This one was fun! The crush pad is where all of the harvest magic happens. Grapes enter either via truck (when hand-picked into bins) or tractor (when machine picked into gondolas). They get weighed, and then they’re either destemmed and crushed or dropped straight into the press for what’s called “whole-cluster pressing.” On my crush pad day, I helped man one of the presses and cleaned the press pan in between grape loads. I also learned two important things: 1) warm temperatures are the enemy of winemaking because they promote oxidization. As such, once our grapes are crushed, we send them through a cooling system called a glycol chiller to bring their temperature down and prevent oxidization while they’re being pressed. We’re the only winery on Long Island that has a glycol chiller, so that’s pretty cool. And 2) how hard you press your grapes affects the composition of the juice and ultimately the wine. Employing multiple “press fractions” allows you to separate out juice that was softly pressed from juice that was pressed using more pressure. The lightly pressed juice typically has higher acidity while the harder pressed juice is higher in phenolics such as pigments and tannins. Some winemakers press all the juice as hard as possible and use it all. More quality-minded winemakers separate out (and often sell) their “hard press” juice. My key learning here is that Russell is a winemaker that does the latter. Bye bye, hard press!
Last week I learned how yeast is added to just pressed and racked juice in order to stimulate fermentation, a process called inoculation. I knew that we inoculated our juice with cultured (commercial) yeasts but I had ZERO clue how that happened. Like, what does yeast even look like? Is it liquid? Powder? Does it smell like bread? How do you get it in the juice?? Answers: It looks like tiny, wormy, cream-colored grains (smaller than cous-cous). It comes in powdered form but you add warm liquid to it to “wake it up.” It smells like sour, musky bread. And you add it to the wine by mixing it with water in large, sanitized buckets and then slowing adding juice samples to the bucket (to bring the temperature of it within 10 degrees of the juice temp) before you dump it into the top of the tank. Apparently a few years back one of our cellar hands was adding hot water to the yeasts by mistake and killing them. Our fermentations were getting “stuck” and no one knew why. Yeasts don’t like large temperature variations. Key learning? Coddle your yeast.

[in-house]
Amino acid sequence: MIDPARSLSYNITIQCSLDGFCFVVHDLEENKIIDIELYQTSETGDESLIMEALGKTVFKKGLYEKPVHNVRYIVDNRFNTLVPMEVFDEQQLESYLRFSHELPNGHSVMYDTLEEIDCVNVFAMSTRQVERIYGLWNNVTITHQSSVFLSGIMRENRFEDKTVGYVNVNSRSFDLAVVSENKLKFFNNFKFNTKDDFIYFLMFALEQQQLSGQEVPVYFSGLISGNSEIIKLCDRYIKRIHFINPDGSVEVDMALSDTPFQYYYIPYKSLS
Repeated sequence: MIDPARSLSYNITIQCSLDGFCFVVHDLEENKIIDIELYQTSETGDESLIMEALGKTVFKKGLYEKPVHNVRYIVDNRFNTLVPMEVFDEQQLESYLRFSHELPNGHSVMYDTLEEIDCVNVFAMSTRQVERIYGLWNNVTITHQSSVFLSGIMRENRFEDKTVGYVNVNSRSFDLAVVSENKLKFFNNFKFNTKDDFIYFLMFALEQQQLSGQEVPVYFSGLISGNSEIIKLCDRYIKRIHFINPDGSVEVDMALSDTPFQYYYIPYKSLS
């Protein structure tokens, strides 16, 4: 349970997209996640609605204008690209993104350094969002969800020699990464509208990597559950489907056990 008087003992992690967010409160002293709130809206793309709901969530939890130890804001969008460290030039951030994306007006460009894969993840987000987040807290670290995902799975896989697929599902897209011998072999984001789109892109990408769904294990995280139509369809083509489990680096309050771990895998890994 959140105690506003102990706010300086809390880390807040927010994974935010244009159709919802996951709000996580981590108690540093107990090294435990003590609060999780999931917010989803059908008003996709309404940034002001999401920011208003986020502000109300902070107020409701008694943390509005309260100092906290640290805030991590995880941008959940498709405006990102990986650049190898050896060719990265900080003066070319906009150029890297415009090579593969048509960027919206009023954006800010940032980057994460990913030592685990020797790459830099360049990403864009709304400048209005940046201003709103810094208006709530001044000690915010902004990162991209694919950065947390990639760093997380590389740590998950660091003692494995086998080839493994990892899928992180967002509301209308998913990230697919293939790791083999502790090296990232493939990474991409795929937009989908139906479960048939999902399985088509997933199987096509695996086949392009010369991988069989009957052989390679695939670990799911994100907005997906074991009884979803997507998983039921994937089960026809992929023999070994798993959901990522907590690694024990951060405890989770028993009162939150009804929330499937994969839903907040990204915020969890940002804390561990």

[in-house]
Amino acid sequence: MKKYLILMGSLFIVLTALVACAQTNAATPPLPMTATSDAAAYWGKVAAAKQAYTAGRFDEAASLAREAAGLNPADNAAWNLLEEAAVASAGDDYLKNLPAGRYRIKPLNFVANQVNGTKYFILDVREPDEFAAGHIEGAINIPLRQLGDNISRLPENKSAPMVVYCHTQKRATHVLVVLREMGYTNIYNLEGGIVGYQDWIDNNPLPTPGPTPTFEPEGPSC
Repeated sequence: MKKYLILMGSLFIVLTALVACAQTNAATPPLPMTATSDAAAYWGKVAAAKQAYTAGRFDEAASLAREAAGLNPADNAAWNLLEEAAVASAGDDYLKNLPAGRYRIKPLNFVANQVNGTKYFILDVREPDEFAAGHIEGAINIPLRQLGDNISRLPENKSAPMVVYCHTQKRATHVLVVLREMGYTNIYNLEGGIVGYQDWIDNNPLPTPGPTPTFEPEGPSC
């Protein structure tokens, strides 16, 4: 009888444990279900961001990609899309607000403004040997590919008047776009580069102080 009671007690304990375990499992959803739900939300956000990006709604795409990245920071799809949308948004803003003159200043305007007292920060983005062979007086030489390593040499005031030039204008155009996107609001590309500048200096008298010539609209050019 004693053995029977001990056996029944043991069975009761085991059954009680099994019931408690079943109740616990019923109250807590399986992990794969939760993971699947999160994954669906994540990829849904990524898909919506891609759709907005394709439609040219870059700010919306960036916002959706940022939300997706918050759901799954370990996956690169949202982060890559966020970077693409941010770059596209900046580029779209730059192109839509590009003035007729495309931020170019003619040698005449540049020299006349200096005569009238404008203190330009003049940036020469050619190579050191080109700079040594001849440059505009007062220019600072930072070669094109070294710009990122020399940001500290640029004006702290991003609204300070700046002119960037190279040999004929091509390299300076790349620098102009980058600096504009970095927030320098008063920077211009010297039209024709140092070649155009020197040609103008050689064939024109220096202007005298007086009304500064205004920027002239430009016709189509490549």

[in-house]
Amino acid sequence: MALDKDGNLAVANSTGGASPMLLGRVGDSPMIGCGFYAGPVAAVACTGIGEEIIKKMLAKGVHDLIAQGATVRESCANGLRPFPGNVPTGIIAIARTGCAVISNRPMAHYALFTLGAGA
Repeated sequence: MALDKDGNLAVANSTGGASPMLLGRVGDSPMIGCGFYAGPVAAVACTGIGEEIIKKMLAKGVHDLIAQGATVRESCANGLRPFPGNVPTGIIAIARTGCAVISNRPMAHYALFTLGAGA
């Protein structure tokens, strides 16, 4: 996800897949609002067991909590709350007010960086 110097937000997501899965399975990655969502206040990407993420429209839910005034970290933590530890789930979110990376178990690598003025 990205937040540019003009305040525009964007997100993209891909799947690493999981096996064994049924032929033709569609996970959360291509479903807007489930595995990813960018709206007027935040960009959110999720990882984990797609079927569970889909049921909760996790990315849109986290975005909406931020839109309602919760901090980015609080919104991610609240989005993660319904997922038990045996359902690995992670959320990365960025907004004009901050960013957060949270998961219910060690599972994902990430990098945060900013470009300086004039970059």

I’m not sure what week 6 has in store for me. I don’t ask Russell ahead time because it’s fun to be surprised. Maybe something in the barrel room? Or with sparkling wine production? Or perhaps some “punch downs” since we’ve just started to pick our red grapes for red wine? Whatever it is, I know I’ll learn more about the topic in one day than in 6 months of studying for my sommelier certification or 7 years of working in the industry. And if it gives insight into all of the work and decisions that go into the bottles of Lieb wines that you drink, then I’m happy to share my learnings with you. It doesn’t get more “behind the scenes” than this.
(me with a sample of mid-fermentation Pinot Blanc)
General Manager & Certified Sommelier
Sign up for email updates and get 10% Off your first online order.